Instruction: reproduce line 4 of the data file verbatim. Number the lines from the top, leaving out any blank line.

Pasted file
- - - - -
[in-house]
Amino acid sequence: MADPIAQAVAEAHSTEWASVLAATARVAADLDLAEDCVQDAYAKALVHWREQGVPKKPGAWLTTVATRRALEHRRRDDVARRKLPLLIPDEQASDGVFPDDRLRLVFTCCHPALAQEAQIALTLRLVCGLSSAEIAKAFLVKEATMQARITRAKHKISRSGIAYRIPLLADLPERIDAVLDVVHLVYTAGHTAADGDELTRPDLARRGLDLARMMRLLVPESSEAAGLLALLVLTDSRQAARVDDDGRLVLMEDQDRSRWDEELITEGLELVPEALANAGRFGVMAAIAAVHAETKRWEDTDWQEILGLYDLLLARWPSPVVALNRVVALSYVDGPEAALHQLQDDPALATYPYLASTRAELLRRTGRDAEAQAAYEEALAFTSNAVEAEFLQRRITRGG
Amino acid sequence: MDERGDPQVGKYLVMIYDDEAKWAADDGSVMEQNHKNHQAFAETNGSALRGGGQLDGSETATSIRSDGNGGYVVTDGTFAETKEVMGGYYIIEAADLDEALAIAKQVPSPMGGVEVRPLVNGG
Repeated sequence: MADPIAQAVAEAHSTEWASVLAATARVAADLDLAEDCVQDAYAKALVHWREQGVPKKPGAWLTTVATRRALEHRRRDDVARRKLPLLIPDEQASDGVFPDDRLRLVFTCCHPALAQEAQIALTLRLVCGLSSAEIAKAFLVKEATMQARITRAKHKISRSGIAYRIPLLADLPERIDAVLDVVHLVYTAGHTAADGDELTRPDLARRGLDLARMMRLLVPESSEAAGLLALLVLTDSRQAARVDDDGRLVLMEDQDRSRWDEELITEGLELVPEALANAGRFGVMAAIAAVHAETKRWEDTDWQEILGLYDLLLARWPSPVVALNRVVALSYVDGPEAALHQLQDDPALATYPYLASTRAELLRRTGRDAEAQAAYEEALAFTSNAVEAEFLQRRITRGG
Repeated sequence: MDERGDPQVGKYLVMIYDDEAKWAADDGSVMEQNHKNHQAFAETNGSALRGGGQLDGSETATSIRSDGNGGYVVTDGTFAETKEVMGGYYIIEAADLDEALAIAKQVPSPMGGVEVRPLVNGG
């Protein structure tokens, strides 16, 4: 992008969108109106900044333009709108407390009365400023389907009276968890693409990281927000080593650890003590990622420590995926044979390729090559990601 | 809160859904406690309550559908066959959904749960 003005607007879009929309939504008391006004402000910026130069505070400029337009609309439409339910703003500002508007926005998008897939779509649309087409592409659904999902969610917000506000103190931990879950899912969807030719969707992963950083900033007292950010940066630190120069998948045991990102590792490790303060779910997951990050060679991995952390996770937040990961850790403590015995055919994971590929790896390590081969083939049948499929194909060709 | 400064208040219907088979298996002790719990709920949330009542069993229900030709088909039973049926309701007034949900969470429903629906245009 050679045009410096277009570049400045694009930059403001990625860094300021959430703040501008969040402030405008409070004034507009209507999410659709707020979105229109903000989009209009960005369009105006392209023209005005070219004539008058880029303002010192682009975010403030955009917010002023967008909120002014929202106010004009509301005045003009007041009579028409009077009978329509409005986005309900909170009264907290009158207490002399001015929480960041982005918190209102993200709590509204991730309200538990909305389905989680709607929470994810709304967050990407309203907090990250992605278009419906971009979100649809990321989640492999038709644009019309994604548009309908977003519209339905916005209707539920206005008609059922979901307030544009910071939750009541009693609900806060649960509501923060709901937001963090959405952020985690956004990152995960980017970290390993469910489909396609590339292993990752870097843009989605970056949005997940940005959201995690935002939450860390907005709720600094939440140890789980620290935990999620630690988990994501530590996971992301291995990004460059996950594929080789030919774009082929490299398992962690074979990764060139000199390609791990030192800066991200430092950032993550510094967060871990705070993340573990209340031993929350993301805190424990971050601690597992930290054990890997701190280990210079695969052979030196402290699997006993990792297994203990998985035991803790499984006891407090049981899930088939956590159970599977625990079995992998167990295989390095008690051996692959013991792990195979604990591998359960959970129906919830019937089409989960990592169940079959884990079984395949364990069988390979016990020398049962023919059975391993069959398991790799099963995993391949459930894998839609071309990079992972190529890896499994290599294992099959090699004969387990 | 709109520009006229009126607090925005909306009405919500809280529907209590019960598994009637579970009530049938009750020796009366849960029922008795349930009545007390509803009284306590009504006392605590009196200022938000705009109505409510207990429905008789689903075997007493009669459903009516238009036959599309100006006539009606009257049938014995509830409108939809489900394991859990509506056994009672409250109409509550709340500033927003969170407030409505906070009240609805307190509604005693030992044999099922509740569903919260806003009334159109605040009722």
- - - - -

Repeated sequence: MADPIAQAVAEAHSTEWASVLAATARVAADLDLAEDCVQDAYAKALVHWREQGVPKKPGAWLTTVATRRALEHRRRDDVARRKLPLLIPDEQASDGVFPDDRLRLVFTCCHPALAQEAQIALTLRLVCGLSSAEIAKAFLVKEATMQARITRAKHKISRSGIAYRIPLLADLPERIDAVLDVVHLVYTAGHTAADGDELTRPDLARRGLDLARMMRLLVPESSEAAGLLALLVLTDSRQAARVDDDGRLVLMEDQDRSRWDEELITEGLELVPEALANAGRFGVMAAIAAVHAETKRWEDTDWQEILGLYDLLLARWPSPVVALNRVVALSYVDGPEAALHQLQDDPALATYPYLASTRAELLRRTGRDAEAQAAYEEALAFTSNAVEAEFLQRRITRGG